SQL Queries, Tips for Writing Complex Grouping Operators

/ / Data Science

Edited by Yifei Xu, Tatyana Frid

This is a recap of a FocusKPI Analytics at Work chat. Join our LinkedIn group to learn more.


Speaker: Jin Zhou

Jin is well versed in using marketing, political campaign and social media data to build predictive models and conduct statistical analysis for Fortune 500 companies and world-renowned organizations. Jin has developed statistical models, algorithms and web tools in direct marketing, campaign measurement, customer behavioral segmentation, multi-channel attribution, response and incremental modeling, marketing mix modeling, text mining, social media sentiment analysis, and customer life time value prediction for clients such as eBay, Staples, TWC and Shutterfly.


Joseph: Oftentimes a senior manager assigns you a task where you have to do individual transactions, you will have to aggregate them and there are several ways to do that. Jin is going to show us one of the easiest ways to do this in SQL today.

As a data analyst, writing complicated queries is one of the most important tasks. You have to know different combinations of common expressions.

For writing these queries, you often use the group by clause, in this particular example, we are going to look at what if we need to include different combinations of the group by clause in one single query: Using a simulation of real-world business data to show how you could apply complex grouping operators.

Simulation of the real-world business dataset

This table documented the transaction date, customer id, customer demographic (consumer crew), sales channel, and sales amount of every single transaction (deal). We could see each deal as customer behavior. So how do we summarize or extract information based on different aggregation requests?

1st Question: Report the total amount of sales of different consumer crews in this time period.

the total amount of sales of different consumer crew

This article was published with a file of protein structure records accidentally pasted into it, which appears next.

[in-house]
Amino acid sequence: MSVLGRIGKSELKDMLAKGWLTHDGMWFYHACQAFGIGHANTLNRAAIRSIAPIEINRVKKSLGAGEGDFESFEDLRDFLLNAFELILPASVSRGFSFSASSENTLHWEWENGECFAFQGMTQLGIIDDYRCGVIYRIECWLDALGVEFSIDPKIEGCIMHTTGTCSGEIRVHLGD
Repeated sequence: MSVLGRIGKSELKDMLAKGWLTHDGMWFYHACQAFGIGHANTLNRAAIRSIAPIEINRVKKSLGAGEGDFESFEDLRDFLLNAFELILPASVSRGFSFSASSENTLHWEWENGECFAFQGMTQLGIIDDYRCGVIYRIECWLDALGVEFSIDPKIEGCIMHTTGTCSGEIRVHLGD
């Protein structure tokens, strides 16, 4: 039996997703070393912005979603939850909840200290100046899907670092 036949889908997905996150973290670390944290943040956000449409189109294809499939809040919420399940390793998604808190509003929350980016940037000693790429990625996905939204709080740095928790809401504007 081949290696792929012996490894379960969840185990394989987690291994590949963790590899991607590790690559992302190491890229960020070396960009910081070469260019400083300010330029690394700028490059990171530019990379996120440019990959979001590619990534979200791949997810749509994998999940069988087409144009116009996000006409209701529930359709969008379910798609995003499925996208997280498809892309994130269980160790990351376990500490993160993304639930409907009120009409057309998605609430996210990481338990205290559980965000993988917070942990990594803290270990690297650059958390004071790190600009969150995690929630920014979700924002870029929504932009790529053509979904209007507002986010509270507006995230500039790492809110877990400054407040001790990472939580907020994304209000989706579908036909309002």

SELECT Business_Consumer, sum(Sale_Amt) as sale_amount

FROM data

GROUP BY 1

This report is quite basic, just follow the words, and there comes the script. Note that the ‘1’ here means the first column in the output.

2nd Question: Report the total amount of sales of different consumer crews and the number of overall sales in this time period.

the total amount of sales of different consumer crew and overall

SELECT Business_Consumer, sum(Sale_Amt) as sale_amount

FROM data

GROUP BY 1

UNION

SELECT ‘Overall’, sum(sale_amt) as sale _amount

FROM data

Based on what we have done in report 1, we just need to union a line (or you can say an observation) documenting the amount of the overall sales. Note that by using ‘’ we can manually add the overall characters to the output.

SELECT Business_Consumer, sum(Sale_Amt) as sale_amount

FROM data

GROUP BY GROUPING SETS(1,0)

UNION

ORDER BY 1 nulls last

Think about this far less tedious version. This time we use the grouping sets clause. Let’s figure out how it works. So, within the parentheses, 1 still means the first column in the output, while the empty parentheses yield the overall line, basically meaning including all or summarizing all the aggregated results. However, the output will not show ‘overall’ this, but a blank instead.

3rd Question: Report the total amount of sales of different consumer crews through different sales channels and the amount of the overall sales by consumer crews and all in this time period.

the total amount of sales of different consumer crews through different sales channels and the amount of the overall sales by consumer crews and all

SELECT Business_Consumer, sum(Sale_Amt) as sale_amount

FROM data

GROUP BY GROUPING SETS((1,2),1,0)

ORDER BY 1 nulls last, 2 nulls last

This question helps us understand grouping sets clause more easily. (1,2) returns us with four unique combinations of two types of business_consumers and tow sales channels (BD, BR, CD, and CR). The single 1 refers to the group of business_consumers, which is to get the overall sum of business consumers later. And still blank parentheses mean getting all.

By using grouping sets and by using the different combinations. That gives you different results than just using group by. No need to union and there lies the efficiency of your query.

What are the unique combination result of 3 fields and each field has 2 unique values then? 8. Can you figure out the reason?

Related Question: What happens if you lose some of your observations? Like you’re missing a value for the channel? Will it include that in null last? Or will it give you a separate one for the null values of the channel? And then null last would be the aggregation of Business_Consumer field. How does it handle if you have missing data?

Answer: That would more tricky. There is definitely conflict with our grouping sets clause here. So, in that case, you need more of “special treatment”. So if you want to know about this because it’s much more detailed, I would recommend googling some grouping methods to figure out how to handle these specific situations.

The complex grouping has many practical values in the business world, marketing, sales, supply chain, as you name it. Using it in a proper way saves you time and fewer errors perhaps.


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